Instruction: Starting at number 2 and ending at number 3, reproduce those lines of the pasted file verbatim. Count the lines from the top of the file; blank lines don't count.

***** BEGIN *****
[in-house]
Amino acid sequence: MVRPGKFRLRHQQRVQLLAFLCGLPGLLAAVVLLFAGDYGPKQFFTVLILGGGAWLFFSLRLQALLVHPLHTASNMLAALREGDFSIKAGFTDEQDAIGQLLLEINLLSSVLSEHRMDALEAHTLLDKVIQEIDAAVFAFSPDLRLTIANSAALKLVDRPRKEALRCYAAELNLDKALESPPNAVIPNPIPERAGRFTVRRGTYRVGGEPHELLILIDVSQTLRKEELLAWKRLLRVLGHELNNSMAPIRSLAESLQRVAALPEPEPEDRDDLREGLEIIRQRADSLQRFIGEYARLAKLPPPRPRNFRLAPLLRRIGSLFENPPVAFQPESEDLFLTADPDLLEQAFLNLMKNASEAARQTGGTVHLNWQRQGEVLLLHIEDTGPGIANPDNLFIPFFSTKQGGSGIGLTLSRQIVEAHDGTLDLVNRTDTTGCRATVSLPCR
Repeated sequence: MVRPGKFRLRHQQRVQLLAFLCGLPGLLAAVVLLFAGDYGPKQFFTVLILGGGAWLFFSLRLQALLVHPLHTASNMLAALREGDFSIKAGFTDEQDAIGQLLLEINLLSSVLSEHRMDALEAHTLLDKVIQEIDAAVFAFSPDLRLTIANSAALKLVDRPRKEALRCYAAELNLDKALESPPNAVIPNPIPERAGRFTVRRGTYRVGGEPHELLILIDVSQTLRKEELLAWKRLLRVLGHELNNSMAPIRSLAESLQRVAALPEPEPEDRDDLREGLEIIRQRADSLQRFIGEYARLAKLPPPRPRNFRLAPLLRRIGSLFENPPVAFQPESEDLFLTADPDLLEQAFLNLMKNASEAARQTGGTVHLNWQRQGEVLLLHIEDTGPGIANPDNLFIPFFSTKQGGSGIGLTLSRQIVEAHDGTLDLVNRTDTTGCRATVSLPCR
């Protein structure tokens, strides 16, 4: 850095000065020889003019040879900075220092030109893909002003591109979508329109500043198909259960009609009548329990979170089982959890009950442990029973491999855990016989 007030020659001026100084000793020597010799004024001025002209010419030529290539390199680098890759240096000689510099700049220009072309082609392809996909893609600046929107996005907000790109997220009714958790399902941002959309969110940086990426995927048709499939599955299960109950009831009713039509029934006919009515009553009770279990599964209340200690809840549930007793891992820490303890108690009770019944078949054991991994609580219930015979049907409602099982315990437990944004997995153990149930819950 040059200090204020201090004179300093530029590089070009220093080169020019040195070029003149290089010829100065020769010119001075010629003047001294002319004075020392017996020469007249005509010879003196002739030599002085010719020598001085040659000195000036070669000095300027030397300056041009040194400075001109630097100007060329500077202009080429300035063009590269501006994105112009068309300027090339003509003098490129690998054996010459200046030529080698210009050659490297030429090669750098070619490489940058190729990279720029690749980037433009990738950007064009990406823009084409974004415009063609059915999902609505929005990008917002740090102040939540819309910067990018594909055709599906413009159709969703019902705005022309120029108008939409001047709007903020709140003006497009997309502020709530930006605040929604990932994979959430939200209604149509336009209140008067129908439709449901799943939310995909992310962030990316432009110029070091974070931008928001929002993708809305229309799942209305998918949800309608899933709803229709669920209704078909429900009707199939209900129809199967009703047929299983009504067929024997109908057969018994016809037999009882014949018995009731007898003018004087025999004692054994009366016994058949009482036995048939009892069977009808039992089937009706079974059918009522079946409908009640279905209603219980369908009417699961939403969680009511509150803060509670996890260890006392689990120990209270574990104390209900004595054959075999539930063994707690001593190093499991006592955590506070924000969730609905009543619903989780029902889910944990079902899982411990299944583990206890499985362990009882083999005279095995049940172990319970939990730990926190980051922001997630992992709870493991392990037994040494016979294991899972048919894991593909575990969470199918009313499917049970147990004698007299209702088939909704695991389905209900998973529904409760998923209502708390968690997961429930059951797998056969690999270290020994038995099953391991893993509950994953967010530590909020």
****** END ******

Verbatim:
Amino acid sequence: MVRPGKFRLRHQQRVQLLAFLCGLPGLLAAVVLLFAGDYGPKQFFTVLILGGGAWLFFSLRLQALLVHPLHTASNMLAALREGDFSIKAGFTDEQDAIGQLLLEINLLSSVLSEHRMDALEAHTLLDKVIQEIDAAVFAFSPDLRLTIANSAALKLVDRPRKEALRCYAAELNLDKALESPPNAVIPNPIPERAGRFTVRRGTYRVGGEPHELLILIDVSQTLRKEELLAWKRLLRVLGHELNNSMAPIRSLAESLQRVAALPEPEPEDRDDLREGLEIIRQRADSLQRFIGEYARLAKLPPPRPRNFRLAPLLRRIGSLFENPPVAFQPESEDLFLTADPDLLEQAFLNLMKNASEAARQTGGTVHLNWQRQGEVLLLHIEDTGPGIANPDNLFIPFFSTKQGGSGIGLTLSRQIVEAHDGTLDLVNRTDTTGCRATVSLPCR
Repeated sequence: MVRPGKFRLRHQQRVQLLAFLCGLPGLLAAVVLLFAGDYGPKQFFTVLILGGGAWLFFSLRLQALLVHPLHTASNMLAALREGDFSIKAGFTDEQDAIGQLLLEINLLSSVLSEHRMDALEAHTLLDKVIQEIDAAVFAFSPDLRLTIANSAALKLVDRPRKEALRCYAAELNLDKALESPPNAVIPNPIPERAGRFTVRRGTYRVGGEPHELLILIDVSQTLRKEELLAWKRLLRVLGHELNNSMAPIRSLAESLQRVAALPEPEPEDRDDLREGLEIIRQRADSLQRFIGEYARLAKLPPPRPRNFRLAPLLRRIGSLFENPPVAFQPESEDLFLTADPDLLEQAFLNLMKNASEAARQTGGTVHLNWQRQGEVLLLHIEDTGPGIANPDNLFIPFFSTKQGGSGIGLTLSRQIVEAHDGTLDLVNRTDTTGCRATVSLPCR